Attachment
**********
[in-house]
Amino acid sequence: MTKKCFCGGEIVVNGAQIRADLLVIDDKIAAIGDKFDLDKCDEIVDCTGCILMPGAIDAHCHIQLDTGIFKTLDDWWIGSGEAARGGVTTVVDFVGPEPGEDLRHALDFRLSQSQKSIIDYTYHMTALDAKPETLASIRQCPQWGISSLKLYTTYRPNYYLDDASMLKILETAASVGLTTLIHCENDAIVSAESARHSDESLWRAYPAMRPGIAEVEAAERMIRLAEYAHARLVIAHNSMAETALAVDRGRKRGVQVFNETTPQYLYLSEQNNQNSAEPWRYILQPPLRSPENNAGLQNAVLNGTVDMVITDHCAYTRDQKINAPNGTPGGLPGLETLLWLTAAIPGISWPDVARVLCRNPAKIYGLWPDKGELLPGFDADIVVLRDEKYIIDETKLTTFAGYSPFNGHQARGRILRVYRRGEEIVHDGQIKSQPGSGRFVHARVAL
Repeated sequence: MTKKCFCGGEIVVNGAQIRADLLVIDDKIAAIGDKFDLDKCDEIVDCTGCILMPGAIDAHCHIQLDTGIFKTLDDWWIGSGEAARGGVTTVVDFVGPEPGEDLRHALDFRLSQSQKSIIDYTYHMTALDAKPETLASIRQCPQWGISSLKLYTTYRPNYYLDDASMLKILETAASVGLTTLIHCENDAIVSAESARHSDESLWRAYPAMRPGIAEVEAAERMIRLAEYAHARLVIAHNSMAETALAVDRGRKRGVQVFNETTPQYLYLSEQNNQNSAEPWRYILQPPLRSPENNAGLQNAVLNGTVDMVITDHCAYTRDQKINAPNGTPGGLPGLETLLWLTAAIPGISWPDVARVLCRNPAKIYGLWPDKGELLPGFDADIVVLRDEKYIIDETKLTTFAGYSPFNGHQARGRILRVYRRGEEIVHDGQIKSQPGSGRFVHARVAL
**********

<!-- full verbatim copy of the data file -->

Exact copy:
[in-house]
Amino acid sequence: MTKKCFCGGEIVVNGAQIRADLLVIDDKIAAIGDKFDLDKCDEIVDCTGCILMPGAIDAHCHIQLDTGIFKTLDDWWIGSGEAARGGVTTVVDFVGPEPGEDLRHALDFRLSQSQKSIIDYTYHMTALDAKPETLASIRQCPQWGISSLKLYTTYRPNYYLDDASMLKILETAASVGLTTLIHCENDAIVSAESARHSDESLWRAYPAMRPGIAEVEAAERMIRLAEYAHARLVIAHNSMAETALAVDRGRKRGVQVFNETTPQYLYLSEQNNQNSAEPWRYILQPPLRSPENNAGLQNAVLNGTVDMVITDHCAYTRDQKINAPNGTPGGLPGLETLLWLTAAIPGISWPDVARVLCRNPAKIYGLWPDKGELLPGFDADIVVLRDEKYIIDETKLTTFAGYSPFNGHQARGRILRVYRRGEEIVHDGQIKSQPGSGRFVHARVAL
Repeated sequence: MTKKCFCGGEIVVNGAQIRADLLVIDDKIAAIGDKFDLDKCDEIVDCTGCILMPGAIDAHCHIQLDTGIFKTLDDWWIGSGEAARGGVTTVVDFVGPEPGEDLRHALDFRLSQSQKSIIDYTYHMTALDAKPETLASIRQCPQWGISSLKLYTTYRPNYYLDDASMLKILETAASVGLTTLIHCENDAIVSAESARHSDESLWRAYPAMRPGIAEVEAAERMIRLAEYAHARLVIAHNSMAETALAVDRGRKRGVQVFNETTPQYLYLSEQNNQNSAEPWRYILQPPLRSPENNAGLQNAVLNGTVDMVITDHCAYTRDQKINAPNGTPGGLPGLETLLWLTAAIPGISWPDVARVLCRNPAKIYGLWPDKGELLPGFDADIVVLRDEKYIIDETKLTTFAGYSPFNGHQARGRILRVYRRGEEIVHDGQIKSQPGSGRFVHARVAL